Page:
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Thread: Cleaning rotors

  1. #1
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    Cleaning rotors

    Sorry if this has been hashed, and rehashed, but I'm looking for advice for cleaning rotors.

    My wife had some Ice Tech rotors that were contaminated. We tried cleaning the rotors with alcohol, but in the end, just couldn't get stopping power out of them. Ended up replacing the pads and buying new rotors.

    I'm setting up some new brakes, and I'd like to reuse those rotors. I was thinking I would try "cooking" the rotors, probably holding the rotor over a gas flame, then cleaning the rotors with rubbing alcohol.

    I don't know what the heck got on the rotors (we bought the bike as a demo with the problem), but probably some kind of degreaser.

    Was thinking I wouldn't hold the rotors over the flame for long... don't want to mess up the metal. But, since they are scrap at this point, I don't mind experimenting.

    Suggestions? a link to a prior thread is fine. Thanks

  2. #2
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    rubbing alcohol is all ya need.. I'll sometimes use an orange degreaser type stuff then dry and scrub with alcohol after to remove any left overs from the cleaner... but only if something like brake fluid or shock oil got spilled on them or something...

    often times if the rotor gets oil the pads have, and you need to replace/bake those.. but the rotors don't absorb anything so that wont be an issue. Also you'll need to re-seat pads after changing something.. so after a major cleaning or something you'll need to reseat brakes will get better after the first couple dozen stops...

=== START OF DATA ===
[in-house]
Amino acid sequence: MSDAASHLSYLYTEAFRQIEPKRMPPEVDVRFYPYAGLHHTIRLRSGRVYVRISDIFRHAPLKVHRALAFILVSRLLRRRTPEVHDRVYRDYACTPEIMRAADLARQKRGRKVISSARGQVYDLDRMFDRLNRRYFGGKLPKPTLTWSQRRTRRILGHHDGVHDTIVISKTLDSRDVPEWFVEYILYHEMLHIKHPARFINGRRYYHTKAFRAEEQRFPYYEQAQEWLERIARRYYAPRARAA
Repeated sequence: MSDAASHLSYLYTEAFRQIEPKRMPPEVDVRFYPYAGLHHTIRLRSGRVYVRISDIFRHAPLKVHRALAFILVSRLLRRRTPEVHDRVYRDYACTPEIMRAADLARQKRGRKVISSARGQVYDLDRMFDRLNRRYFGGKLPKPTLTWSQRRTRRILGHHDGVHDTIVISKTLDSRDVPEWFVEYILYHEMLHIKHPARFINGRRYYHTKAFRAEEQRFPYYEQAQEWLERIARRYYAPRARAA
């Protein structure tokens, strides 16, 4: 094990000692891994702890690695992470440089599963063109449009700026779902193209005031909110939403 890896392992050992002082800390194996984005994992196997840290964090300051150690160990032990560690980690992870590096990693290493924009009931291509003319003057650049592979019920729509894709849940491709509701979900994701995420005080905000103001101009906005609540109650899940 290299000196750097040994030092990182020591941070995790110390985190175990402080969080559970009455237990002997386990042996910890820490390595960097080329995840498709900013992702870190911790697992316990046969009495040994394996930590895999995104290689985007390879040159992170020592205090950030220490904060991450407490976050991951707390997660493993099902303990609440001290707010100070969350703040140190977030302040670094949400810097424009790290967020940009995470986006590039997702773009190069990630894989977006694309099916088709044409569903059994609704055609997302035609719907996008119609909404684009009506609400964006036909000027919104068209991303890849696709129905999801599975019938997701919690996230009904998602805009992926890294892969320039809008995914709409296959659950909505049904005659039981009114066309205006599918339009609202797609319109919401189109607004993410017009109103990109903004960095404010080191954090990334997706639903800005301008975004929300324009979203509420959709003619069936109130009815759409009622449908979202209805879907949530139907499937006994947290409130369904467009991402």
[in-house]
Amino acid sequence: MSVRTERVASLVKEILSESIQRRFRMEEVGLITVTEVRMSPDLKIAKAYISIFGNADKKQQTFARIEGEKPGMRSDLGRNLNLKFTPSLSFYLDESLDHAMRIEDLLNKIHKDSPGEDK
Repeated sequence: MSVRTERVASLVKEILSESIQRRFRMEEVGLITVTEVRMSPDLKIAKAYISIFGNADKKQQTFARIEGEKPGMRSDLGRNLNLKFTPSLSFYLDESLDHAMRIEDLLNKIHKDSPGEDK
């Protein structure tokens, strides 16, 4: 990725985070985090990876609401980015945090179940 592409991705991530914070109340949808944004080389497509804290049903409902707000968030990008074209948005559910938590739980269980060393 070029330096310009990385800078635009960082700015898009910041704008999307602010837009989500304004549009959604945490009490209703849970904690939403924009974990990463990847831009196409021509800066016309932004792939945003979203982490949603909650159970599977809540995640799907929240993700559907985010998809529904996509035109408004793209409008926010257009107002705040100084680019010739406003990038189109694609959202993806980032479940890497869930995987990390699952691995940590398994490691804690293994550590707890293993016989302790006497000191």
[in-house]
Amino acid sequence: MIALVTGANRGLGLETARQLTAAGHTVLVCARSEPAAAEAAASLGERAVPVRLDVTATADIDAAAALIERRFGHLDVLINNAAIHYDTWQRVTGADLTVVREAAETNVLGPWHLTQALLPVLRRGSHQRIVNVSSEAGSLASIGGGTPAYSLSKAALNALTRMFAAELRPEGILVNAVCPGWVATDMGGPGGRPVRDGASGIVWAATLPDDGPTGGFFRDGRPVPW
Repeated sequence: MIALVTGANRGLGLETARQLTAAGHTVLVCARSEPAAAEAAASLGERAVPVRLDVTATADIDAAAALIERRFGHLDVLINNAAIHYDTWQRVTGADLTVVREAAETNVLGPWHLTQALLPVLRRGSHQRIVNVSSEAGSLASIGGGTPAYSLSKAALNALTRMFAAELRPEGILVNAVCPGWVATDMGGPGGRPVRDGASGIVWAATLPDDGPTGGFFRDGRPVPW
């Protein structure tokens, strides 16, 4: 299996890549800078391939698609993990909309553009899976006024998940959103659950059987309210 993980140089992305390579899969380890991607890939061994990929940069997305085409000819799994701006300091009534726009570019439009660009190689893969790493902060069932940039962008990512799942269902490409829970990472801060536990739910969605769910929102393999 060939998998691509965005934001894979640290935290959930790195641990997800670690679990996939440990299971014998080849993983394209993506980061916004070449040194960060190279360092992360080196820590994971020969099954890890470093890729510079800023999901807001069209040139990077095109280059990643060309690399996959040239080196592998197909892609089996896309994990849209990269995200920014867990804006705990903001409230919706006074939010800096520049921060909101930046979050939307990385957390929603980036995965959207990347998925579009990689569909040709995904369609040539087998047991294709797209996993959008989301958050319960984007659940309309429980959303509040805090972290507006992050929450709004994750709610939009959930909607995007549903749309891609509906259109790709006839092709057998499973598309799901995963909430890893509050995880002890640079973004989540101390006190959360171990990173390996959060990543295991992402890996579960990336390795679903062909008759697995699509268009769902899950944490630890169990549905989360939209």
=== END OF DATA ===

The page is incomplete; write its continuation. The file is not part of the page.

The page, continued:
baking rotors is pointless and will only re-temper the metal making them most likely worse/weaker
    Going to try and bring Trail Tire TV back. go take a look... http://trailtiretv.blogspot.com/

  3. #3
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    ^^ this
    Honestly... ahh I give up

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    Your rotors aren't scrap. But if you go heating them up unevenly with a flame, you'll likely warp them and turn them to scrap.

    I strongly doubt that your rotors have absorbed anything. As was mentioned, fancy household cleaners will leave a residue.

    Brake cleaner is expensive, but will do a nice job. So will acetone, laquer thinner, or MEK. All will leave some residue of the original contaminant. Denatured alcohol doesn't cut through contaminants like the above mentioned solvents, but it won't leave as much residue. Grocery store grade isopropyl alcohol, which is typically labeled "rubbing alcohol," is diluted with water and isn't suitable for our purposes.

    After you get everything perfectly clean and put back together, the surfaces of the rotor will not perfectly match up with the surfaces of the pads (think on a microscopic scale). You'll need a few miles of bedding in to get things back to running perfectly.

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    Okay. Thanks for the advice. I didn't mention that my wife had brought the rotors to the shop for them to try cleaning prior to giving up on them, so I was ready to resort to drastic measures.